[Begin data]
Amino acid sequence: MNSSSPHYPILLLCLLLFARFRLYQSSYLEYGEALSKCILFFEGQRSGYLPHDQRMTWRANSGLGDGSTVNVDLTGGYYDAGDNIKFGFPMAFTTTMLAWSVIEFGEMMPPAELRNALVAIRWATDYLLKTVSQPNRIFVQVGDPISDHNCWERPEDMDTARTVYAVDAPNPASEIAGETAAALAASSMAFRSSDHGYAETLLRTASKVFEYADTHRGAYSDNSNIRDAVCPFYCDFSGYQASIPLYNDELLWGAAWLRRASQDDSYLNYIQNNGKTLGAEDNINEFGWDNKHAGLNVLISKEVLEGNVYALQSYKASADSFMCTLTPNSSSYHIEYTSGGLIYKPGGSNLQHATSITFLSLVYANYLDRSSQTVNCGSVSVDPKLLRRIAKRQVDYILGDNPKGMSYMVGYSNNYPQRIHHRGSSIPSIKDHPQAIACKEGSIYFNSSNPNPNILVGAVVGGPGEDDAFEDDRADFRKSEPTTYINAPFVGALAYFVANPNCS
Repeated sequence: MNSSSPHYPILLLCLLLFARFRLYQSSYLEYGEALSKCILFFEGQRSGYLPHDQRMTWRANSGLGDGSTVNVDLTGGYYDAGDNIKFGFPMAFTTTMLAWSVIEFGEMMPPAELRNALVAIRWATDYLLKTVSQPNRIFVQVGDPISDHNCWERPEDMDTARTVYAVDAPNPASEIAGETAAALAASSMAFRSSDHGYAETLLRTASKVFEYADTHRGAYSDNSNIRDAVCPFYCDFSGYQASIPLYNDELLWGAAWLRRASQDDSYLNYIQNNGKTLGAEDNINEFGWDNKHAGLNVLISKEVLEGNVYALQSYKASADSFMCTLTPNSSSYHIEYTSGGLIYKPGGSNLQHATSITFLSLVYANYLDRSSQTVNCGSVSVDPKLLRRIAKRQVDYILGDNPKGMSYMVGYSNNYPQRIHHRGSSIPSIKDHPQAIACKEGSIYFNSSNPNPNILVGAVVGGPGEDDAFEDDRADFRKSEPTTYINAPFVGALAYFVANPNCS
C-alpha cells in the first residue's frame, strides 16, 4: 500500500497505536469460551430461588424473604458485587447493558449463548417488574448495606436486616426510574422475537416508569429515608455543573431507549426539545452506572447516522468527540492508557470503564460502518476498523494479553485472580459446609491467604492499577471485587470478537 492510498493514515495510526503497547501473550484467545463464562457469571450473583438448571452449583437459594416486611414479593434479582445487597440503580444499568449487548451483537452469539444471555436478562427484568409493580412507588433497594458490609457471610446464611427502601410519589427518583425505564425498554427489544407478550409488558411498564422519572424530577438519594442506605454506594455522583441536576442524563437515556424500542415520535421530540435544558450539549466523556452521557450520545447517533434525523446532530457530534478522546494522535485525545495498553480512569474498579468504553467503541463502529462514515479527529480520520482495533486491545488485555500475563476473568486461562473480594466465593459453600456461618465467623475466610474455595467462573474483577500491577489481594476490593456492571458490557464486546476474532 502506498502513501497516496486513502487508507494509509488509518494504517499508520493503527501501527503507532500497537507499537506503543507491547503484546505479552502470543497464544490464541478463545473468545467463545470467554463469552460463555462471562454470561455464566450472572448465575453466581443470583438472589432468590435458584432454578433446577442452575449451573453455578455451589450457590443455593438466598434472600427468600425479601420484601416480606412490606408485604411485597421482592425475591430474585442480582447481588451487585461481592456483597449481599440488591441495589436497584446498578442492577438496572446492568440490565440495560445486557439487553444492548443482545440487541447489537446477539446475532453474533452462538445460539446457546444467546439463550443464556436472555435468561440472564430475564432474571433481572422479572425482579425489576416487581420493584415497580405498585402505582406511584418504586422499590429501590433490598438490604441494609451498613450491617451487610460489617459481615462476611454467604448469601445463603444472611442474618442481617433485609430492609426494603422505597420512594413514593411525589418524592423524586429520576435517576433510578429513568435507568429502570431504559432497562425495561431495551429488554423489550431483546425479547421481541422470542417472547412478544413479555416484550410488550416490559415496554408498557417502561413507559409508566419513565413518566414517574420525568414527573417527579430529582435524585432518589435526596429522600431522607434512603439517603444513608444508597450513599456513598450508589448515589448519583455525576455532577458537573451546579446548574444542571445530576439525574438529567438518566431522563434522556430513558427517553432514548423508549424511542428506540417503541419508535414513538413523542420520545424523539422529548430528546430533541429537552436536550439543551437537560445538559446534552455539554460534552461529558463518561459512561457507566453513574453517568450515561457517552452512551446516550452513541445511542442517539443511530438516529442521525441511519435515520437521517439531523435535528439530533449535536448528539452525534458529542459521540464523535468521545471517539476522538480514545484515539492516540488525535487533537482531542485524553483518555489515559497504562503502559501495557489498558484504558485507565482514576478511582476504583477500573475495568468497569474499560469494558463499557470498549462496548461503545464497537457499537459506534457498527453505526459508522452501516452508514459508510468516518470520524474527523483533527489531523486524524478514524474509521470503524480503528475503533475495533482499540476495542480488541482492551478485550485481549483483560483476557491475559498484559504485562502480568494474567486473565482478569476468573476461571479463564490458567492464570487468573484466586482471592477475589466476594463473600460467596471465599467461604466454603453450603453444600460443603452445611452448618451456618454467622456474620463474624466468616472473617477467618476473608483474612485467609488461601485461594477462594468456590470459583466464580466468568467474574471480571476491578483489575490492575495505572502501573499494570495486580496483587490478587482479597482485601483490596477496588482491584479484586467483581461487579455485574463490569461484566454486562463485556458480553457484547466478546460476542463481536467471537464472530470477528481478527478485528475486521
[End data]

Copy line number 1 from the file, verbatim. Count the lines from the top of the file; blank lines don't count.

Amino acid sequence: MNSSSPHYPILLLCLLLFARFRLYQSSYLEYGEALSKCILFFEGQRSGYLPHDQRMTWRANSGLGDGSTVNVDLTGGYYDAGDNIKFGFPMAFTTTMLAWSVIEFGEMMPPAELRNALVAIRWATDYLLKTVSQPNRIFVQVGDPISDHNCWERPEDMDTARTVYAVDAPNPASEIAGETAAALAASSMAFRSSDHGYAETLLRTASKVFEYADTHRGAYSDNSNIRDAVCPFYCDFSGYQASIPLYNDELLWGAAWLRRASQDDSYLNYIQNNGKTLGAEDNINEFGWDNKHAGLNVLISKEVLEGNVYALQSYKASADSFMCTLTPNSSSYHIEYTSGGLIYKPGGSNLQHATSITFLSLVYANYLDRSSQTVNCGSVSVDPKLLRRIAKRQVDYILGDNPKGMSYMVGYSNNYPQRIHHRGSSIPSIKDHPQAIACKEGSIYFNSSNPNPNILVGAVVGGPGEDDAFEDDRADFRKSEPTTYINAPFVGALAYFVANPNCS